That’s your assignment…

Go!  Write!  Now!

TKO OH NO!

The boy had the big sedated dental appointment last week.

I think we did a good job talking to him about it.  We explained it well in advance, I put it on the calendar, and we brought it up everyday for almost a month.

He knew what would happen and he even seemed proud of himself for having the information to talk about.  “We’re going to the sleep dentist!”

He was quite a little trooper too.  We explained the food restrictions and he never even asked for his morning chocolate milk or snack.

He dressed and rode in the car without complaint and he waited patiently through every part of the process at the hospital.

He wore the gown, he held out his arm for blood pressure, he got on the scale and he used the bathroom when we told him to.

He was a model of compliance…

right up until the moment he was on the table in the O.R.  😦

I was right there with him and I really do think that helped.  I kept my cool and I saw his body briefly relax when our eyes locked, but it was a losing battle.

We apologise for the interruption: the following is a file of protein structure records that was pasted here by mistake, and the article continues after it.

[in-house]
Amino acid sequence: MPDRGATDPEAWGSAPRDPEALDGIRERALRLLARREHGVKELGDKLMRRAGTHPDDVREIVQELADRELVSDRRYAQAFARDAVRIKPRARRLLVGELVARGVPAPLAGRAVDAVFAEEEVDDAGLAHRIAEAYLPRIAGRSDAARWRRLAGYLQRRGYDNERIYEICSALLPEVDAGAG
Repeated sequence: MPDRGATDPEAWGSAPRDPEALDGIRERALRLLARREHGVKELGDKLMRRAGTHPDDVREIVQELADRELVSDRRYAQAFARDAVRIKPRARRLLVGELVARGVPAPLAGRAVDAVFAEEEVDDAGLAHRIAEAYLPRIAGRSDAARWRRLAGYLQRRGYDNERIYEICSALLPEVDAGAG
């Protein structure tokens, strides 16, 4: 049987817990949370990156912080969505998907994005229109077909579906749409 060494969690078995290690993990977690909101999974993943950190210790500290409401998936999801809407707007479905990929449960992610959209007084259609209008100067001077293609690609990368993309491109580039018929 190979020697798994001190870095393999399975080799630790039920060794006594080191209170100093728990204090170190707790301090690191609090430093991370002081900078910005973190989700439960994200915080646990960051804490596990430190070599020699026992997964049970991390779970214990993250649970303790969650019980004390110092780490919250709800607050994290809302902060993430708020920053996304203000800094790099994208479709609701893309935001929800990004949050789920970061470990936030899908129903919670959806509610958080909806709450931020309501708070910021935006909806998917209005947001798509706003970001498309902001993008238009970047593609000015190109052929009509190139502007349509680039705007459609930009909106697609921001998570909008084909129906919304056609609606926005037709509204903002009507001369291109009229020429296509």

The nurses, the anesthesiologist, the other techs – five people in all – surrounded him and tried to do things quickly.

I get it.  There are a zillion kids out there, only a limited number of surgical teams, rooms, etc.  There is no space or time for letting my autistic son catch up and comply.  They had to assume he never would, so they just dove in and grabbed him.

As you can imagine, he freaked the hell right out.  I stayed calm and talked softly, but it was tough to watch.

It took all of them to hold him down.  Well, all except the one wise nurse who heeded my warning about too many people in his face.  I figured she was the only parent in the room.  Before I even finished my comment, she took a step back.  I love her.